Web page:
And this is the way it went: Posey looked as good as new -- if not flawless -- in playing a full nine innings for only the second time since the injury. The other came near the end of Spring Training as it became apparent that his rehab was complete. He'll be out there again in Saturday's rematch, giving him another first: back-to-back nine-inning games.
There are no limitations right now on how to use Posey, Bruce Bochy said, and the Giants' manager is taking full advantage of that.
"We'll check on him every day. He's playing tomorrow," Bochy said after Friday's game. "If it feels fine, he'll play the next day. Occasionally, we'll give him his days off. I don't have any plan like he's going to play these two or these three."
But if one is looking for a real positive in a season-opening loss, it's the miracle that Posey is fully functional so soon. D-backs shortstop Stephen Drew broke his right ankle July 20 and he's still light years away from playing. The injuries were so eerily similar that trainers from both clubs exchanged information as the two players recovered.
Drew sustained his injury sliding into the plate in an attempt to score. Posey's happened as he tried to block the plate against hard-charging Marlins baserunner Scott Cousins, his leg crumbling as it was pinned beneath him. Posey underwent surgery to have the ligaments reattached to the ankle with screws, the hardware having long since been removed.
At the time of his injury, Giants head athletic trainer Dave Groeschner was far more concerned about Posey's recovery from the ligament tears than he was about the fracture. Broken bones always heal stronger. Ligaments, tendons and muscles have a tendency to weaken and are under threat to tear again.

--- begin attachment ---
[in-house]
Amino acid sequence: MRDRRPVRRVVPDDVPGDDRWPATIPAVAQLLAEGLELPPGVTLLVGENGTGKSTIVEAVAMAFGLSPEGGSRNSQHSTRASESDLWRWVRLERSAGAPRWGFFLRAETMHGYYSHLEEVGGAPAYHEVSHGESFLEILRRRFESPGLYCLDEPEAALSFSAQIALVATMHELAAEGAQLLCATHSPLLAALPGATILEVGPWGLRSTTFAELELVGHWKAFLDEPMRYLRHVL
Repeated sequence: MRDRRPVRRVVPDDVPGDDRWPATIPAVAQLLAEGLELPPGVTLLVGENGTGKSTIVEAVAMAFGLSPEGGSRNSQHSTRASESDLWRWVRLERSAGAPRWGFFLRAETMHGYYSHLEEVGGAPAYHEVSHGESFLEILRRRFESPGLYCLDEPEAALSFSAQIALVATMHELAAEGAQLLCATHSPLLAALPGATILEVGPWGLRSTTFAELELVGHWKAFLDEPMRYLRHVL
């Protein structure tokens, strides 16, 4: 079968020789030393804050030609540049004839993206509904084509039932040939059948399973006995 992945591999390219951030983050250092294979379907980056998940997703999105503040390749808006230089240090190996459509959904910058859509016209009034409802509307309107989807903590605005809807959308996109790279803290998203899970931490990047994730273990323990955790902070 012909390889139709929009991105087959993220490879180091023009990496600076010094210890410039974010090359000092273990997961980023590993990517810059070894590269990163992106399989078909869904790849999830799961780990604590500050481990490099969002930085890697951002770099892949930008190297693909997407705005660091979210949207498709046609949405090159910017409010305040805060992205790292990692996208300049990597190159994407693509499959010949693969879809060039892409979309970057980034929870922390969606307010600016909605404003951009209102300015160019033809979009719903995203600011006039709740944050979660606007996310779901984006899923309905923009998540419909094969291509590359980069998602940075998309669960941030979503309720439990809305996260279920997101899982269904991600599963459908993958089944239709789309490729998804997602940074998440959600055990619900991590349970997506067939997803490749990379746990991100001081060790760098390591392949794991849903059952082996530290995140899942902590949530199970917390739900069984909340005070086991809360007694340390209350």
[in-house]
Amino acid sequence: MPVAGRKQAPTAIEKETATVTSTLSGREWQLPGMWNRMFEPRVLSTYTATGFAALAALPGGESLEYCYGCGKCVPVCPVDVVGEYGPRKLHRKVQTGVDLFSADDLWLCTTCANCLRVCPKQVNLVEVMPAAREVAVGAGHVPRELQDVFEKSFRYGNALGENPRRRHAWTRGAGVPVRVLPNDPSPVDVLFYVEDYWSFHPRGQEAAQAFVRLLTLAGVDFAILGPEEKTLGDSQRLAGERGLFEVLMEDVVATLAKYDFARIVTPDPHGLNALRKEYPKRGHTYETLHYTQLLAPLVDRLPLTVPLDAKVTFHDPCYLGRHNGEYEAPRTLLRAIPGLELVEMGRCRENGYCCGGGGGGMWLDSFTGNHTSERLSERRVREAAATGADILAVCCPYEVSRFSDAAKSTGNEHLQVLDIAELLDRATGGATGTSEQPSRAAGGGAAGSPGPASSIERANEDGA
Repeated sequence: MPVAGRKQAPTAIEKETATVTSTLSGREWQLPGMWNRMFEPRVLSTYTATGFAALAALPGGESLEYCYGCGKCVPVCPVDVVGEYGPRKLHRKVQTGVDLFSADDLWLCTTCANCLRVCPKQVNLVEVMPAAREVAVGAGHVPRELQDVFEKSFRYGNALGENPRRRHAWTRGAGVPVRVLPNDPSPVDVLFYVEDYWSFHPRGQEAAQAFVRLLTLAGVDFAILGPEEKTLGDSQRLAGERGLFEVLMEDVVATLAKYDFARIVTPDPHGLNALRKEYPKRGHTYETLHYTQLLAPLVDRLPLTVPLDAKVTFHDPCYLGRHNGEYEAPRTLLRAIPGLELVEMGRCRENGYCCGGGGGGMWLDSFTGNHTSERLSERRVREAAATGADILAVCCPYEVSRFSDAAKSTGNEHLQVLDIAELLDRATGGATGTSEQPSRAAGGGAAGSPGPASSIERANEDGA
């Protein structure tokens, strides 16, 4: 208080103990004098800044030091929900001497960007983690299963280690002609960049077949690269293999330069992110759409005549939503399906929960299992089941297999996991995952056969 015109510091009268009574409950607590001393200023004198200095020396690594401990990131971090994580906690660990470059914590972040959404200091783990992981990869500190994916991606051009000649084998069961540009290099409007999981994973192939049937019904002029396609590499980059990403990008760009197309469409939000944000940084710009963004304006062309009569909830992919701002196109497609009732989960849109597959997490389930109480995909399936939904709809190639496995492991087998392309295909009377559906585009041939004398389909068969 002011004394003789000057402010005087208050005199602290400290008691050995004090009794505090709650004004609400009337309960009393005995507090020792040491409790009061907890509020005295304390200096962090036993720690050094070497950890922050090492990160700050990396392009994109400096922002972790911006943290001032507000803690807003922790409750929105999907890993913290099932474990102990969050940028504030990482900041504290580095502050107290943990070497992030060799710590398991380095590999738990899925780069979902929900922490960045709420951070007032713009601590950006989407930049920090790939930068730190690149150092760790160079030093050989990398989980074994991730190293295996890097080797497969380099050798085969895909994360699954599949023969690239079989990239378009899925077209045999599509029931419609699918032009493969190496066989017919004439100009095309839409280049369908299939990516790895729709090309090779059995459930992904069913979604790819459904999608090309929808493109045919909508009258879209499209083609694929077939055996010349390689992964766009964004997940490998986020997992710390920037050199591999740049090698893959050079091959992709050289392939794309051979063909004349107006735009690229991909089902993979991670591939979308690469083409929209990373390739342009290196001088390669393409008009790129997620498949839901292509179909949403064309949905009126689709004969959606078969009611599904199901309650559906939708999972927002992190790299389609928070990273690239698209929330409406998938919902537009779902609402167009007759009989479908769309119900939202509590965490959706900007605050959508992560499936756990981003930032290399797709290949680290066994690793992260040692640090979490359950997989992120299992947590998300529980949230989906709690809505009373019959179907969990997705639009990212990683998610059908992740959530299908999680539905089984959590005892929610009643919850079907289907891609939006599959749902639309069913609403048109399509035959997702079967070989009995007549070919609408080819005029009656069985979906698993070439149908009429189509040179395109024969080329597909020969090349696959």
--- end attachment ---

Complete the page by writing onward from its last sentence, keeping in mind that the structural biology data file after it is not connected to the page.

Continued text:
But all that is ancient history now, Bochy said.
"Buster is fine. He's not showing any ill effects of what happened. He's catching fine. He's feeling great back there. He's running well, swinging the bat. It's good to see him out there. He was excited about today and being back there on Opening Day. The injury part is behind us, I think, so let's just move on now."
There may be no clearer indication of the ballclub's confidence in Posey than the fact that the two catchers who replaced him for the remainder of last season are both gone. Chris Stewart was recently traded to the Yankees and Eli Whiteside was demoted to Triple-A Fresno, leaving rookie Hector Sanchez as Posey's backup. Sanchez has 13 games of experience with the Giants, all of them last season.
That means the 25-year-old Posey is expected to participate in a lot of games. Keep in mind that Posey has yet to play a full season in the Major Leagues. He partook in 108 regular-season games and 15 more in the playoffs two years ago after the Giants brought him up on May 29. Posey was an integral part of the team's run to a World Series title and was voted the National League's Rookie of the Year. Last year, he had appeared in 45 games prior to the injury, and without him the Giants finished eight games behind the division-winning D-backs in the NL West.
And so it was certainly a psychological boost for Posey to get back out there Friday. And he appeared no worse for the wear. Posey quickly jumped out of the box in the fifth inning on Jason Kubel's little hopper in front of the plate, showing his old agility. Unfortunately, the ball kicked off his glove for an error, opening the door for two D-backs runs.
"That one was a weird one," Posey said about the play.
Offensively, he had two singles and a walk in five plate appearances, extending a personal hitting streak to 14 games, the last safety coming the day of the injury.
Posey stretches before games and makes sure he ices his leg afterward. He can't put a number on how close he is to 100 percent, saying only that "I'm really happy where I'm at."
"It's been continuing to improve and the more I'm out there, the less I do think about it," he said. "It was nice to be back out there again tonight. It was great to get that game out of the way. Obviously, it would've been better with a win."
And certainly much more poetic with a ninth-inning, game-tying hit.